Think Tank

Feb 24, 2021, 15:38
Putting 2020 to Bed
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Putting 2020 to Bed

04 December 2020

Learning from experiences in 2020 will help us prepare and plan for the future.

By Paul Sorgule, MS, AAC

Well, this has certainly been an interesting year; a year to either forget or take to heart. The foodservice industry and subsequently our programs have been flipped upside down putting all of us on edge as we wonder what comes next. So, in that vein let’s take a look at what we have learned over the past 10 months and how we might benefit from that experience.

We are resilient
We all know that before the pandemic, if our institutions suggested programs be converted to an online or hybrid format we would have spent months or longer in meetings, committees, conducting surveys and arguing the validity of online vs. person-to-person delivery until the decision was finally tabled for further critique. Instead, most programs had days or weeks to change direction and adapt. We might not have enjoyed it, but we did it!

Our students are resilient
As challenging as it was for faculty and administrators to embrace the leap of change – think about our students. Without any time for transition, without any training on “how to,” they also flipped from sometimes one-on-one, and the dynamics of team learning, to sitting in front of a computer screen and learning how to self-discipline. Some have not been as successful or taken more time to get used to this transition, but others were able to adopt and change quickly.

Necessity is the mother of invention
Chefs can sometimes be stubborn individuals who live for the comfort of routine and embrace the systems to which they are accustomed. The thought of planning for online delivery would typically be met with great skepticism and either subtle or blatant resistance. This stubbornness had no home in a world that was faced with the ugly head of a pandemic beast. When push came to shove these same resistant chefs found a way to rise to the occasion and came up with innovative ways of making online feel less threatening. Ironically, this is exactly what each chef instructor did when he or she was at the helm of a kitchen. Chefs have always been problem solvers when faced with adversity.

Problems reveal opportunities
Suddenly, everyone started to look at ways of conducting business that have never been part of the conversation before. When we faced those challenges with an open-mind, then bright opportunities were revealed. This will change our approach moving forward.

Nothing will ever be as it was
A month or two into this new direction we all became aware that a return to “normal” would never be part of the formula again. Acceptance is the first step in new beginnings and a chance to reinvent and improve.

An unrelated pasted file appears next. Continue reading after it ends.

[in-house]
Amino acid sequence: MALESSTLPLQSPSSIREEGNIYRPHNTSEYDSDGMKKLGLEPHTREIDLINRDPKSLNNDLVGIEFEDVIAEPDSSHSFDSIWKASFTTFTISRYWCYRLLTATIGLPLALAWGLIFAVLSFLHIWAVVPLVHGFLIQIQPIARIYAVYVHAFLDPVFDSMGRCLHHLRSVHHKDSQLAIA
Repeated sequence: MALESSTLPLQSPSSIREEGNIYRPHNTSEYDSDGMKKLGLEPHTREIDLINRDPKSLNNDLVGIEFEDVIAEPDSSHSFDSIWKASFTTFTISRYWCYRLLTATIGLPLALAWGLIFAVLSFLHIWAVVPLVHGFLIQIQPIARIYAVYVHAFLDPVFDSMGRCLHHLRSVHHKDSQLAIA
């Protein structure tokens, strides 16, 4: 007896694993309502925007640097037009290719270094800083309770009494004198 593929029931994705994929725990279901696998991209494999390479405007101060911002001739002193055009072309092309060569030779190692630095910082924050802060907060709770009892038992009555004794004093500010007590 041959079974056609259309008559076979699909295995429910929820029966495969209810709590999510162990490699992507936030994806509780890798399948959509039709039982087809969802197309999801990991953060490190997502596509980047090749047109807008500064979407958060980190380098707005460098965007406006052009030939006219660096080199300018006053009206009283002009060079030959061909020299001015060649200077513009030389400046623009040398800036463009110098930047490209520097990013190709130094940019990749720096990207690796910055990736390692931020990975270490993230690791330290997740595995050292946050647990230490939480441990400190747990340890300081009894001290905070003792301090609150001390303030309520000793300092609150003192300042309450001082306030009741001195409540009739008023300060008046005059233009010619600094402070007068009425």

Change is inevitable – take control of it
Change is a scary word that is human nature to resist. Change requires that we shake up our approach toward everything and accept a new logic and fresh ideas. It means that we must discard what makes us comfortable and dip our toes in a cold, rushing stream that will move us to a different outcome. We are beginning to learn how to navigate that stream. 

What was once habit is now a vice
We started to see what self-imposed roadblocks got in our way in the past. We became comfortable with our methods even when we inherently knew that they were flawed and after time they simply became accepted as the way to do things. Now we see the problems these vices and habits created.

Over the past 10 months we have discovered these bad habits and have come to learn (with some resistance) that with time, effort, and discipline – these habits can be changed and changed for the better.

So, as we approach a new year it would be wise to take what we have learned and package the energy of knowledge and experience to establish a new path. We should prepare ourselves to reevaluate everything, take on a somewhat different role in supporting the food industry that our efforts serve, define the attributes of an ideal graduate post pandemic, set aside resistance and become agents of positive change, and get excited about the opportunities. We have a way to go before life feels comfortable again, but what better time to plan ahead then right now?

PLAN BETTER – TRAIN HARDER


Paul Sorgule, MS, AAC, president of Harvest America Ventures, a mobile restaurant incubator based in Saranac Lake, N.Y., is the former vice president of New England Culinary Institute and a former dean at Paul Smith’s College. Contact him at This email address is being protected from spambots. You need JavaScript enabled to view it..